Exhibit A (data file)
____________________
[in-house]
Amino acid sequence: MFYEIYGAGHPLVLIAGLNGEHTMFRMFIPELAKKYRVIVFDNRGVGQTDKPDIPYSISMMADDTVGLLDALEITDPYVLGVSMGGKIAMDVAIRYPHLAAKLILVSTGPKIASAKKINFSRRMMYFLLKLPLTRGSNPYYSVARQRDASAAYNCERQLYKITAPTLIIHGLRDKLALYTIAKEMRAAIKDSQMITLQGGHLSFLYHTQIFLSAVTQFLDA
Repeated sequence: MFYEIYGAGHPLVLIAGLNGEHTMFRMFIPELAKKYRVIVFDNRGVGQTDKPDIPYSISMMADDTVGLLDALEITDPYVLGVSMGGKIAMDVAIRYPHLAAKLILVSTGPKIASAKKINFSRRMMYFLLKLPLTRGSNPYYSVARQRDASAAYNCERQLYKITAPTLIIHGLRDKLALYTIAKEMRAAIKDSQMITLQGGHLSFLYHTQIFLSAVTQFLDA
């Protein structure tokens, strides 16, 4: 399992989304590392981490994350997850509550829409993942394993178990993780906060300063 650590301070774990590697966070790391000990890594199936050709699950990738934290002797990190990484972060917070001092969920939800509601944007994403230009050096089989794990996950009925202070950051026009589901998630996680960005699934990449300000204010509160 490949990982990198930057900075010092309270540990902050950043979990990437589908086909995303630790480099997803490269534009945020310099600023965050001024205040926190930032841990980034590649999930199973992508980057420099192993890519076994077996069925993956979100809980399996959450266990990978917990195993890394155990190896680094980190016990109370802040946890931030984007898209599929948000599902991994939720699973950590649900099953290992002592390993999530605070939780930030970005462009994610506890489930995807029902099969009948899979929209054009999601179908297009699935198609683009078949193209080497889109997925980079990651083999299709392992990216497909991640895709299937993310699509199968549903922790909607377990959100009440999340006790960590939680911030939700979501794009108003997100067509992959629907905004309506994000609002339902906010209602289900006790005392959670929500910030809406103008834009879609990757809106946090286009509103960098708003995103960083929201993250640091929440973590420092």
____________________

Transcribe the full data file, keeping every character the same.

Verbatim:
[in-house]
Amino acid sequence: MFYEIYGAGHPLVLIAGLNGEHTMFRMFIPELAKKYRVIVFDNRGVGQTDKPDIPYSISMMADDTVGLLDALEITDPYVLGVSMGGKIAMDVAIRYPHLAAKLILVSTGPKIASAKKINFSRRMMYFLLKLPLTRGSNPYYSVARQRDASAAYNCERQLYKITAPTLIIHGLRDKLALYTIAKEMRAAIKDSQMITLQGGHLSFLYHTQIFLSAVTQFLDA
Repeated sequence: MFYEIYGAGHPLVLIAGLNGEHTMFRMFIPELAKKYRVIVFDNRGVGQTDKPDIPYSISMMADDTVGLLDALEITDPYVLGVSMGGKIAMDVAIRYPHLAAKLILVSTGPKIASAKKINFSRRMMYFLLKLPLTRGSNPYYSVARQRDASAAYNCERQLYKITAPTLIIHGLRDKLALYTIAKEMRAAIKDSQMITLQGGHLSFLYHTQIFLSAVTQFLDA
């Protein structure tokens, strides 16, 4: 399992989304590392981490994350997850509550829409993942394993178990993780906060300063 650590301070774990590697966070790391000990890594199936050709699950990738934290002797990190990484972060917070001092969920939800509601944007994403230009050096089989794990996950009925202070950051026009589901998630996680960005699934990449300000204010509160 490949990982990198930057900075010092309270540990902050950043979990990437589908086909995303630790480099997803490269534009945020310099600023965050001024205040926190930032841990980034590649999930199973992508980057420099192993890519076994077996069925993956979100809980399996959450266990990978917990195993890394155990190896680094980190016990109370802040946890931030984007898209599929948000599902991994939720699973950590649900099953290992002592390993999530605070939780930030970005462009994610506890489930995807029902099969009948899979929209054009999601179908297009699935198609683009078949193209080497889109997925980079990651083999299709392992990216497909991640895709299937993310699509199968549903922790909607377990959100009440999340006790960590939680911030939700979501794009108003997100067509992959629907905004309506994000609002339902906010209602289900006790005392959670929500910030809406103008834009879609990757809106946090286009509103960098708003995103960083929201993250640091929440973590420092």